Once my tummy was as scrubbed as the rest of me, the therapist gently rinsed the salt off with warm towels, saving me from having to interrupt my Saucha with a shower the way some even high-end spas do. Next came the full-body wrap and face-scalp-neck massage, pressing away tension I hadn’t realized was there. Finally was a 25-minute full-body massage with sage oil; at my request the therapist paid extra attention to my ski-swollen feet. On the way back to the waiting room, she gave me a small vial of the sage oil.
Unfortunately, I had to climb back into my ski pants all too soon, because we were going moonlight snow-shoeing through the woods. Well, it would have been by moonlight, had the clouds not been so thick, so we relied on headlamps as we were led by Umiak Outdoor Outfitters’ Max, another young and friendly character, who regaled us with the story of his nightly adventure in “skinning”. Max arises at 2 am, drives to whichever slope he chooses, hikes for an hour up the mountain on skis wrapped in seal skins, which he then removes and skis one run down the mountain. Then he goes home for a nap before heading to work.
So certainly we were in capable hands as we trudged on aluminum snow-shoes through woods whose bears Max assured us were in hibernation. There was so little snow that I probably would have done just as well in my boots, but the shoes felt surprisingly natural, and it was fun to try them as I stepped through patches of crunchy snow and matted grass, warm in my ski pants and parka. After about 20 or 30 minutes, we arrived at an old sugar house, a small cabin where maple sap is boiled into syrup. As we sipped white wine, Max filled the stove with wood and built a fire, lit a couple of lanterns, and spread meats and cheeses and crackers and condiments on paper plates over a plastic tablecloth. The highlight of all this for me was the Cold Hollow Cider Mill honey mustard, which brought a sweet tang to the savory pepperoni coins.
Back in my room, finally pulling off my snow pants for the night, my Sauchaed legs felt like satin. I slept well, and awoke to a snowy morning. After all the activity of the day before, I was relieved, as we passed my snow-covered car still in the same spot, that we were simply going shopping in the Village. Crossing back and forth in front of cars that actually stopped for pedestrians, large powdery snowflakes sticking to our coats, we visited clothing boutiques and a general store, but my favorite stop wasLaughing Moon Chocolates. There aren’t a lot of powerful aromas in Stowe; the air is pretty crisp and clean. Walking through the door of Laughing Moon, my head felt like it could drown in the pure scent of rich chocolate, made on site. I couldn’t resist sampling a Vodka Truffle, the combination of two of my favorite things. It tasted as good as the shop smelled. The dark chocolate coating was slightly bitter, the soft filling rich and creamy. Supposedly vodka doesn’t have a taste, but it lent a subtle cool sharpness to the chocolate gliding over my tongue. It was a sensational small surprise on our snowy last full day.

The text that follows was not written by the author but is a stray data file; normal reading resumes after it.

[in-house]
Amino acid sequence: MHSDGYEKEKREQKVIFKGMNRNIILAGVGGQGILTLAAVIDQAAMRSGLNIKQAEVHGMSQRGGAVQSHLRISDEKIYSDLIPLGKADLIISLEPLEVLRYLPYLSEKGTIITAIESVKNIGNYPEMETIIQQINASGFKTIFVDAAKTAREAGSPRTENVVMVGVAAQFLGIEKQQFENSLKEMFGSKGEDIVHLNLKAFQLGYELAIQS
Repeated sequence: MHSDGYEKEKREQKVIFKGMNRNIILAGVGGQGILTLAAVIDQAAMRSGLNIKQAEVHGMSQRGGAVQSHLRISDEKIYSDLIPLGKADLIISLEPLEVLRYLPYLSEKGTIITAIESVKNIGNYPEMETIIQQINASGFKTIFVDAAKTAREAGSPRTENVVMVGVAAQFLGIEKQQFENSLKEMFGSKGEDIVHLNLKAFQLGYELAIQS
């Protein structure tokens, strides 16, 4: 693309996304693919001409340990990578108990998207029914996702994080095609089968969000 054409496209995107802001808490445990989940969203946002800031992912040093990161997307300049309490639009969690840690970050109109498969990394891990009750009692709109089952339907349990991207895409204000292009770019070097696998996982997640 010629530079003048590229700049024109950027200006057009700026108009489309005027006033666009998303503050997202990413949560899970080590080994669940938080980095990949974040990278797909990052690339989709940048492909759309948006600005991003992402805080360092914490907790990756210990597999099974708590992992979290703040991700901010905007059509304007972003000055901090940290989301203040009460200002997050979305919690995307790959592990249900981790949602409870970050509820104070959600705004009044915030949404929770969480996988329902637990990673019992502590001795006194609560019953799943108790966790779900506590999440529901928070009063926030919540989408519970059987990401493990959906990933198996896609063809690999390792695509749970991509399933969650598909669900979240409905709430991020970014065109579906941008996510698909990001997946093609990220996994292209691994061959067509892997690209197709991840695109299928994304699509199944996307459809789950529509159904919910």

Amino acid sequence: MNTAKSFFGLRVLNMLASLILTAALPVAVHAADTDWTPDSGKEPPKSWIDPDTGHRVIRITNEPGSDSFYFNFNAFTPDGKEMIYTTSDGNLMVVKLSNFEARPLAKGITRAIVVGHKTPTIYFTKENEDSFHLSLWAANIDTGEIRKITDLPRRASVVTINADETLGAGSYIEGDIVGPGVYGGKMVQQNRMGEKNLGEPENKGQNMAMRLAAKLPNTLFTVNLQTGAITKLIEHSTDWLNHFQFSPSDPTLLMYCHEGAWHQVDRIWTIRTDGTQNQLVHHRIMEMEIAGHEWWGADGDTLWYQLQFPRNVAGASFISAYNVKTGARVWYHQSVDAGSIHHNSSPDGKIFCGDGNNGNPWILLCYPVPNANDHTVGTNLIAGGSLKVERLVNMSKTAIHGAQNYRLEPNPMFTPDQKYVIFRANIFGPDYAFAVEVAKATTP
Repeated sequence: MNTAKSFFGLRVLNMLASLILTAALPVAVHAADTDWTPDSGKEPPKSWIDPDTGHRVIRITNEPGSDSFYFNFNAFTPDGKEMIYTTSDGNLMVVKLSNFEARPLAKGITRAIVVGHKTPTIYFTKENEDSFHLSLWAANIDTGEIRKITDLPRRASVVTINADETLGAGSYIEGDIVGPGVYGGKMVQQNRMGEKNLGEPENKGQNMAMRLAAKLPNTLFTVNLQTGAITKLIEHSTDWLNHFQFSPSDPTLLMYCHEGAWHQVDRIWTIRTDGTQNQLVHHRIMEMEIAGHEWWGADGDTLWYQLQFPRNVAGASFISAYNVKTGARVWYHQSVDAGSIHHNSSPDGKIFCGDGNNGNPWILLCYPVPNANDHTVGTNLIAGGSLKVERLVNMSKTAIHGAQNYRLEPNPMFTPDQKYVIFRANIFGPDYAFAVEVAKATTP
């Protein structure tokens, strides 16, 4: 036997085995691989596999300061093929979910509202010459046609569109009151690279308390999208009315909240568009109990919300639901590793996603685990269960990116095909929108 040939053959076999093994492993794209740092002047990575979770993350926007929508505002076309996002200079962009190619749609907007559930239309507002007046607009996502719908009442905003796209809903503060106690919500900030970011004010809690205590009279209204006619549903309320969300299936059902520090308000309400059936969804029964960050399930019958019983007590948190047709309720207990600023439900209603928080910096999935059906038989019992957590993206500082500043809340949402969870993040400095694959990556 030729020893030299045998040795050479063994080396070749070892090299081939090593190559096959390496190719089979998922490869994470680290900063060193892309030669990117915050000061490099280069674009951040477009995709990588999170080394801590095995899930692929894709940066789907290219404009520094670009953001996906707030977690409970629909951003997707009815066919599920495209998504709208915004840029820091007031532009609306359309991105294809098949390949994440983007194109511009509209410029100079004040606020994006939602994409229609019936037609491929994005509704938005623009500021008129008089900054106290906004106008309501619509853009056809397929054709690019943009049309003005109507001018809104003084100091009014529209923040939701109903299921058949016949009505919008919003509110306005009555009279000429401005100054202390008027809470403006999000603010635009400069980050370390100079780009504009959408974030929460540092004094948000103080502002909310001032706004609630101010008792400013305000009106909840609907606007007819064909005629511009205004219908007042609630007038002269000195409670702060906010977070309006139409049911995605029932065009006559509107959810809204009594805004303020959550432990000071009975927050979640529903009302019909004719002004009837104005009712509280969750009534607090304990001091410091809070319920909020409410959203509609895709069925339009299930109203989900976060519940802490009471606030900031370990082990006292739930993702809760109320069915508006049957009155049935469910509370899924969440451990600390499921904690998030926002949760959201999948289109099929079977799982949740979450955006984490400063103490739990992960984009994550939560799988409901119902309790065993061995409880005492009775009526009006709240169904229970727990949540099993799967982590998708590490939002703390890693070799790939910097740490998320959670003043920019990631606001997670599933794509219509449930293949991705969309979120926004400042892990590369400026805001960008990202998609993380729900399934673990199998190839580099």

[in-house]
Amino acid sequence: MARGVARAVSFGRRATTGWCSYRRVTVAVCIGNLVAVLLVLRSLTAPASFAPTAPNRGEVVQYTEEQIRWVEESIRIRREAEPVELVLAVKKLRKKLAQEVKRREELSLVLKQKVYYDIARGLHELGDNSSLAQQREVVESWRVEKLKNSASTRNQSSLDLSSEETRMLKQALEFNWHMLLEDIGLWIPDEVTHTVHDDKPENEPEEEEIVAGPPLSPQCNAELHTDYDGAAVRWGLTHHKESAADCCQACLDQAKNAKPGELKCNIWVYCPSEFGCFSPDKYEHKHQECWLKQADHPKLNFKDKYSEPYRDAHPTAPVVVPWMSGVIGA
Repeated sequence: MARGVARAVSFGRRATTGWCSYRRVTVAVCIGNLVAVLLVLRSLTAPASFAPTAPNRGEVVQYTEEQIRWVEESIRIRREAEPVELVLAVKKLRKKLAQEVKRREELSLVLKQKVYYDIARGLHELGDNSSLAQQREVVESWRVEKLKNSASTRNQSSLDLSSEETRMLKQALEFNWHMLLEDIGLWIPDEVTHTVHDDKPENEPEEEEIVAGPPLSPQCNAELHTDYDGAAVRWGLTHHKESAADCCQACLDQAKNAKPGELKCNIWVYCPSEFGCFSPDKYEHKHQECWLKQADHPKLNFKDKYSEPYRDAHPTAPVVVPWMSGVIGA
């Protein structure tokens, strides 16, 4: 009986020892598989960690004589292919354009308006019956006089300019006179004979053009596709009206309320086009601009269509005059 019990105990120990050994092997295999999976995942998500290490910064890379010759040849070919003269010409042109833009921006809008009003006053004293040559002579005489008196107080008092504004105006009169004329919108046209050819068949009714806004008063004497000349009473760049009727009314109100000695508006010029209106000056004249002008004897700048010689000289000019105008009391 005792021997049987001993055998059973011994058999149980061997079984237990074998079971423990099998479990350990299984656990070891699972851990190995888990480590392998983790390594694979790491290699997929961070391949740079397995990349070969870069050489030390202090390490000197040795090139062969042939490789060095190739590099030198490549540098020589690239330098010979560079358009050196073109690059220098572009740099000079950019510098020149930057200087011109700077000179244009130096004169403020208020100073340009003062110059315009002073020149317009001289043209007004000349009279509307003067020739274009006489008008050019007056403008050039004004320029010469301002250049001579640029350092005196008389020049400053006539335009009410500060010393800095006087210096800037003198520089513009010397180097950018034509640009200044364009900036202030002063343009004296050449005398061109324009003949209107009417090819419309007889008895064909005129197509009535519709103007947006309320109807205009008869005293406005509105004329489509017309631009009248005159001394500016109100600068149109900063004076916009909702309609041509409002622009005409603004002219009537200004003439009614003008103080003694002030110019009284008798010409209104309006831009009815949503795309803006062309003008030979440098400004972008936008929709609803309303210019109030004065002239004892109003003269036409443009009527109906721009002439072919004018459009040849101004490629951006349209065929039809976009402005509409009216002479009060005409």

The next morning, after a breakfast of mini-pancakes topped not merely with maple syrup but also with Slopeside’s maple spread, a concentrated sweet maple taste with the consistency of soft butter, I passed through the bare-bones lobby and out the front door for the last time, sad to be leaving not so much a geographic state as a state of mind. Vermont is not Vegas. It is not the place to go for constant and varied activity and over-the-top gourmet food and showy service. It’s the place to go for spare and simple pleasure, the surprise of an unusual pretzel bite or the sweet tang of a dollop of honey mustard or the punch of pure maple or chocolate, the silky feel of your own salt-scrubbed and sage-oiled legs, the invisible service of a filled ice bucket and a choice of newspapers, and the pleasant and polite helpfulness of people who’ve got nothing to prove.
My car was still in its front space; the snow had been brushed off.